Happy Holidays

Just a quick post to say Merry Christmas to everyone. If, by chance, you don't celebrate christmas, then have a good vacation day. :)


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Videotape Yourself For Analysis

Monday night XY and I hit up the pool hall, this time with my old video camera in tow.  We've been talking about videoing ourselves for a while to see what our strokes actually look like from a distance and whatnot.  I set it up in a corner and just left it there.  We played for about 2.5 hours with it running.  Although neither of us really played well, it was still informative to go back and watch it. 

Upon first viewing and after getting past the horror that is watching yourself, it became pretty informative.  It turns out, that despite my sincerest efforts my elbow is not perpendicular to the cue, it's about 5-10 degrees further away from my body then the butt-end of the cue is.  Although my stroke is pretty dang straight, I do want to fix this.  I wonder if this is the cause for those slight errors I continually make, when everything else looks and feels right.

I was nice to get a couple really nice shots on tape though.  This one which I have never tried before.  I didn't feel confident going the other ways to get on the 9 and this idea just came to me when I was looking at it.  I'm actually quite surprised I got it all the way around, but was very happy to watch my plan unfold. I'm not 100% on the exact positions shown here, but this is the general idea.  My draw stroke is pretty strong and because the balls were so close I didn't have to worry too much about deflections on the cue causing a problem.

A few racks later, after a long safety battle and a few missed attempts, I found myself at the table with this layout.  Again, relying on my strong draw skills, I got down, lined up and fired.  The cue ball took a hard right-turn and went right into the 9.  The right-english helped throw the 9 into the pocket and I was very happy. :)

At some point, I will video myself doing some drills and whatnot just for archival/reference sake - and at some further point in the future, I'll get one of those "Dazzle" things that will let me transfer the vids to the computer so I can upload them.

The first rack of the night was the most entertaining.  My first "Golden Break" in over 3 weeks, and it's on video. lol

I tried to study my break form as well, I'm getting good action on the balls and when I hit it properly the cueball is generally in the center-ish part of the table.  Too often though, I hit it with bottom and it comes flying back towards the corner pocket.  Doesn't scratch, but doesn't leave much of a shot either.  I'll continue to watch the tape and look for more little details to either fix or continue to work on.  

I will absolutely continue to video myself - and I think I will ask XY to hold the camera and move around the table to show all the angles of my stance and stroke to see everything that's going on.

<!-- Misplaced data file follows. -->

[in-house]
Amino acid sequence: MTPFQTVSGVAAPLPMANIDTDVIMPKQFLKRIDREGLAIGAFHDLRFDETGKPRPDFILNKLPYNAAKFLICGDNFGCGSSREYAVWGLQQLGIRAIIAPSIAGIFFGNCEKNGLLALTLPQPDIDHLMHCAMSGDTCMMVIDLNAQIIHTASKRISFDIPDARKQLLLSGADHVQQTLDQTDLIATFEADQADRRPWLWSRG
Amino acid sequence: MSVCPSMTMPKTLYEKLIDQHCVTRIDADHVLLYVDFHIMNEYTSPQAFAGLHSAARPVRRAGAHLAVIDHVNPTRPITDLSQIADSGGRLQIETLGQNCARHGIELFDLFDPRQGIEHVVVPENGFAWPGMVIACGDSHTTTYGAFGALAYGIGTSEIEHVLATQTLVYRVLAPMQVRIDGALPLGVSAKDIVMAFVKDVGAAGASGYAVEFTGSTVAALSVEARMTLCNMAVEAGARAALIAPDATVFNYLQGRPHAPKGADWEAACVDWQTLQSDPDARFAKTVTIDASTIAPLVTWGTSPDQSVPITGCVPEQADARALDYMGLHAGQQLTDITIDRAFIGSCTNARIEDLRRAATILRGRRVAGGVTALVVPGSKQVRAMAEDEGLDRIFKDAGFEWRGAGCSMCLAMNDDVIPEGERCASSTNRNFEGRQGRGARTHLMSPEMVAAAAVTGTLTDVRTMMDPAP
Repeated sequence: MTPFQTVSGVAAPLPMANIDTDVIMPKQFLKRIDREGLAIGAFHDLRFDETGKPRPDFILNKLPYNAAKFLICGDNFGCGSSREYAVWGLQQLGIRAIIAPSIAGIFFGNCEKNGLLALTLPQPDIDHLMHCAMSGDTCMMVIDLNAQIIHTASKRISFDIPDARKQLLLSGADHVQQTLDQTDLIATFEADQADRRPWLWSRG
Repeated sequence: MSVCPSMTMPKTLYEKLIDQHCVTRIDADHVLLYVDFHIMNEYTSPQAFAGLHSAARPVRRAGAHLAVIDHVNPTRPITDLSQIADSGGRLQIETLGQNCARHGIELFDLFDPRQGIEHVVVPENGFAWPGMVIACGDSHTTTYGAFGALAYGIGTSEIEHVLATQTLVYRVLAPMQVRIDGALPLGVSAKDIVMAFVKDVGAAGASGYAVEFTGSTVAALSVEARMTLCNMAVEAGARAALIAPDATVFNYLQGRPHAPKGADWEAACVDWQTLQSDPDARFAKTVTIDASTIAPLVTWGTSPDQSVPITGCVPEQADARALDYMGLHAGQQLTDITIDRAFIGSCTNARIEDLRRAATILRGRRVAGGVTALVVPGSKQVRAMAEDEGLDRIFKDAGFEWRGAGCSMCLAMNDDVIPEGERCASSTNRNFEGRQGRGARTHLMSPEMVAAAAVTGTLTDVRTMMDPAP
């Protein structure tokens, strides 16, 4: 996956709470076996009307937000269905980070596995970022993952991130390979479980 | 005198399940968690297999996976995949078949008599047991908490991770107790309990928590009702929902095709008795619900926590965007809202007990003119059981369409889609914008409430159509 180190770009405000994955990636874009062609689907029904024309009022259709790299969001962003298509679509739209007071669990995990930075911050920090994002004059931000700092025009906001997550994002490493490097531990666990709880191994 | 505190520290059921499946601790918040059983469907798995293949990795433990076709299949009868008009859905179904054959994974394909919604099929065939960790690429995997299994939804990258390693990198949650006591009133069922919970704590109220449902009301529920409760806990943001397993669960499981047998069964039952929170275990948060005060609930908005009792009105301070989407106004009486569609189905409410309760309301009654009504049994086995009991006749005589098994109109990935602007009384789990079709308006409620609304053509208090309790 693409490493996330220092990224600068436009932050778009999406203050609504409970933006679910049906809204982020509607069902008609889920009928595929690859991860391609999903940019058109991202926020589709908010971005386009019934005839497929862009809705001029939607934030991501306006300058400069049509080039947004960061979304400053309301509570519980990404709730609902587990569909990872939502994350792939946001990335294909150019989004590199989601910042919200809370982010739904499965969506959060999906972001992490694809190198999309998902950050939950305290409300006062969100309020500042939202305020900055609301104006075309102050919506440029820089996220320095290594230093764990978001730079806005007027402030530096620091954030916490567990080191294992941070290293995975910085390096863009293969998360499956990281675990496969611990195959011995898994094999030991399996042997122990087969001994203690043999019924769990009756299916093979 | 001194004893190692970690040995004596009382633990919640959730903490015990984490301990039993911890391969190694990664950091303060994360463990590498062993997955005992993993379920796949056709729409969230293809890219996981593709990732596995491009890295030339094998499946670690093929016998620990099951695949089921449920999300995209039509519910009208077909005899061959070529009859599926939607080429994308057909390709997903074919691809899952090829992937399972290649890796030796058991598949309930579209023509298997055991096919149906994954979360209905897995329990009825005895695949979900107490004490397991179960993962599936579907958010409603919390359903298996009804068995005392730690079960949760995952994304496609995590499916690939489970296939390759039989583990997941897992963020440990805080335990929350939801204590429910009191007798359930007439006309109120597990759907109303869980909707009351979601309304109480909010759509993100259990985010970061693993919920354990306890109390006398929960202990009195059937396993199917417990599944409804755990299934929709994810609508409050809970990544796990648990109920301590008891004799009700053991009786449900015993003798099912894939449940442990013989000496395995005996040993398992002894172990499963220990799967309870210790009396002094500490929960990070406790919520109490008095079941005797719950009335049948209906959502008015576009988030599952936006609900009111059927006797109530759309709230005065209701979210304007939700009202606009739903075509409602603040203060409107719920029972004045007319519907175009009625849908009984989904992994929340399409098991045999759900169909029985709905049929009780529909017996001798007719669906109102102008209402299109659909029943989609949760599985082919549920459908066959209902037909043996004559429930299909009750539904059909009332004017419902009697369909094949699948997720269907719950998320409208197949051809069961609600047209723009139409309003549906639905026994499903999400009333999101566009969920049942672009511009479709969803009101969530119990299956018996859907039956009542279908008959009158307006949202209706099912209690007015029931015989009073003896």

For anyone that's reading this - do you do this and what has been your experience with it? Find it helpful? Harmful? Embarrassing?

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Filed Under: Training

Overconfidence is bad, m'kay? (and disrepsectful) (Dale)

I learned another valuable lesson this weekend: Having confidence is good. Having too much confidence is bad.

I had a rescheduled "match" to play my brother-in-law Friday night.  We've never really played before - outside of one night on a bar box in a bar with some strange characters hanging around.  We got there around 8 and he was there warming up and getting used to the size of the 9fts again.  We shot a few warmup balls then started it off.  To make it interesting we decided to play for the cost of the time.  So, I said lets do best of 3 sets, races to 7.

The first set I won 7-1.  Then we switched over to our usual table, it's tighter pockets, but out of the way of the rest of teenagers and bangers throwing balls all over the room.  The 2nd set started off in my favor, winning the next 2 racks.  All the while, I'm goofing around with XY and other regulars and noticing that I'm taking more risky shots when it's my turn at the table.  Before I know it, he's up 4-5 on me.  Then 4-6, then 4-7 and he wins the 2nd set. 

Now it's down to the last set.  The last few racks really went his way, getting great rolls and leaving me terrible when he missed.  The last set started off rough for me.  I was down 0-3 before I realized what the problem was: I wasn't really thinking about the game.  I was joking around with other people, watching the game, but wasn't really in the game.  I finally got on the board when it was 1-5.  Then, I got a few rolls, and he dogged the 9 a few times, giving me 4-5.  I was almost on a roll, then he get a rack, 4-6.  I managed to gain my focus back and get it back to 6-6. hill-hill.

All 3 hours of pool game down to one rack, and I had the break.  Unfortunately, I broke dry and left him a shot on the 1.  Luckily, the 3 was buried and he broke it out, and missed.  I got the table on the 3 and ran up to the 8.  Now, the 8 is on the left long rail about 1/2 diamond from the pocket.  The 9 is on the right long rail around the 1st diamond just opposite the 8.  My shot on the 7 left me around the 2nd diamond nearly straight in on the 8.  It should've been 2 easy shots, but I was so worried about position, I tried to add too much top/right english and threw the 8 in the corner rail instead of the pocket. 

I was seriously disappointed with my performance.  In retrospect, I never thought I'd have to play a 3rd set, and certainly not go hill-hill.  I understand people get rolls and others don't and I'm fine with that, but honestly I never should have let it get that far.  I thought about the mistakes I made all night and into the next day.